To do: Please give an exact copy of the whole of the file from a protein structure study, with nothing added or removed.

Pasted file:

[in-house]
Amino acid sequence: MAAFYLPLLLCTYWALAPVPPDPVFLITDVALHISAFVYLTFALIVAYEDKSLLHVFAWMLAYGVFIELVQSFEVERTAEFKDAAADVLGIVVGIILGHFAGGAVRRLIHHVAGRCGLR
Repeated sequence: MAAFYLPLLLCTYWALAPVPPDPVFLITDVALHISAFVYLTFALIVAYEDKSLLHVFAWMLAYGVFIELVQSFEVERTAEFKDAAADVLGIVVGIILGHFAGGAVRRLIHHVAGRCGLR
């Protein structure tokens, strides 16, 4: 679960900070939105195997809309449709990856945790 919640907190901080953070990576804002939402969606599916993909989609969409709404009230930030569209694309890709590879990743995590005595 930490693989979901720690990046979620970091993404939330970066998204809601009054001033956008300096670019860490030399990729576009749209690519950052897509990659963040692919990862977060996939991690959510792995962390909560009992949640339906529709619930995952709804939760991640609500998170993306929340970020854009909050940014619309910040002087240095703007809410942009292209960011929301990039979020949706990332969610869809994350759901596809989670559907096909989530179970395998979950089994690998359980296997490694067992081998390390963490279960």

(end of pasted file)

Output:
[in-house]
Amino acid sequence: MAAFYLPLLLCTYWALAPVPPDPVFLITDVALHISAFVYLTFALIVAYEDKSLLHVFAWMLAYGVFIELVQSFEVERTAEFKDAAADVLGIVVGIILGHFAGGAVRRLIHHVAGRCGLR
Repeated sequence: MAAFYLPLLLCTYWALAPVPPDPVFLITDVALHISAFVYLTFALIVAYEDKSLLHVFAWMLAYGVFIELVQSFEVERTAEFKDAAADVLGIVVGIILGHFAGGAVRRLIHHVAGRCGLR
């Protein structure tokens, strides 16, 4: 679960900070939105195997809309449709990856945790 919640907190901080953070990576804002939402969606599916993909989609969409709404009230930030569209694309890709590879990743995590005595 930490693989979901720690990046979620970091993404939330970066998204809601009054001033956008300096670019860490030399990729576009749209690519950052897509990659963040692919990862977060996939991690959510792995962390909560009992949640339906529709619930995952709804939760991640609500998170993306929340970020854009909050940014619309910040002087240095703007809410942009292209960011929301990039979020949706990332969610869809994350759901596809989670559907096909989530179970395998979950089994690998359980296997490694067992081998390390963490279960």